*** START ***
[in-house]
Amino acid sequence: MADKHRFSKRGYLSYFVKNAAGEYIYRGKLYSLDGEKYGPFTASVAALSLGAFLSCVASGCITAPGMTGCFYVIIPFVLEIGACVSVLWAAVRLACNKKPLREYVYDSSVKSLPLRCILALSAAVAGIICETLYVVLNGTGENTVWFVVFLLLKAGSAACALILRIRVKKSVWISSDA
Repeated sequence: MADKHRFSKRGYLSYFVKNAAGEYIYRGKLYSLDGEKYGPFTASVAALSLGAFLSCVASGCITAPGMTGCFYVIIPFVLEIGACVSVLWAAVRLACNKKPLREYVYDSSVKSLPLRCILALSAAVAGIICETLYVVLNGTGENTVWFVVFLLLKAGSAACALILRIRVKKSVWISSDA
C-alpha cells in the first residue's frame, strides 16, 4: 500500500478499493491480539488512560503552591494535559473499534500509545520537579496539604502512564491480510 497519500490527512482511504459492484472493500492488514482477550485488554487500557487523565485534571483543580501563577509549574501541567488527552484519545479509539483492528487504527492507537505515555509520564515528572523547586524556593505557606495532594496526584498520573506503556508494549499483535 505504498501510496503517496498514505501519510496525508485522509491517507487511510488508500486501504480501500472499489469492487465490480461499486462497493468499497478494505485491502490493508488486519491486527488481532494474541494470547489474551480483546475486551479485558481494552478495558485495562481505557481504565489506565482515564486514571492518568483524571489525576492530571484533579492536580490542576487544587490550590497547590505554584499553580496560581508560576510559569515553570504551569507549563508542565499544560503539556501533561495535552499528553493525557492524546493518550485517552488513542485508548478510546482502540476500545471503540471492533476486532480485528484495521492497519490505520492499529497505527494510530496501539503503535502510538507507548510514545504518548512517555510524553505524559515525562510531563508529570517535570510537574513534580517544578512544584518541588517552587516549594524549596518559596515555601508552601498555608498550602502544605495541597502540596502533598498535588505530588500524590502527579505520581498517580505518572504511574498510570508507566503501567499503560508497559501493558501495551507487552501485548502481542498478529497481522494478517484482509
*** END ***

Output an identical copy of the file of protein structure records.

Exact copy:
[in-house]
Amino acid sequence: MADKHRFSKRGYLSYFVKNAAGEYIYRGKLYSLDGEKYGPFTASVAALSLGAFLSCVASGCITAPGMTGCFYVIIPFVLEIGACVSVLWAAVRLACNKKPLREYVYDSSVKSLPLRCILALSAAVAGIICETLYVVLNGTGENTVWFVVFLLLKAGSAACALILRIRVKKSVWISSDA
Repeated sequence: MADKHRFSKRGYLSYFVKNAAGEYIYRGKLYSLDGEKYGPFTASVAALSLGAFLSCVASGCITAPGMTGCFYVIIPFVLEIGACVSVLWAAVRLACNKKPLREYVYDSSVKSLPLRCILALSAAVAGIICETLYVVLNGTGENTVWFVVFLLLKAGSAACALILRIRVKKSVWISSDA
C-alpha cells in the first residue's frame, strides 16, 4: 500500500478499493491480539488512560503552591494535559473499534500509545520537579496539604502512564491480510 497519500490527512482511504459492484472493500492488514482477550485488554487500557487523565485534571483543580501563577509549574501541567488527552484519545479509539483492528487504527492507537505515555509520564515528572523547586524556593505557606495532594496526584498520573506503556508494549499483535 505504498501510496503517496498514505501519510496525508485522509491517507487511510488508500486501504480501500472499489469492487465490480461499486462497493468499497478494505485491502490493508488486519491486527488481532494474541494470547489474551480483546475486551479485558481494552478495558485495562481505557481504565489506565482515564486514571492518568483524571489525576492530571484533579492536580490542576487544587490550590497547590505554584499553580496560581508560576510559569515553570504551569507549563508542565499544560503539556501533561495535552499528553493525557492524546493518550485517552488513542485508548478510546482502540476500545471503540471492533476486532480485528484495521492497519490505520492499529497505527494510530496501539503503535502510538507507548510514545504518548512517555510524553505524559515525562510531563508529570517535570510537574513534580517544578512544584518541588517552587516549594524549596518559596515555601508552601498555608498550602502544605495541597502540596502533598498535588505530588500524590502527579505520581498517580505518572504511574498510570508507566503501567499503560508497559501493558501495551507487552501485548502481542498478529497481522494478517484482509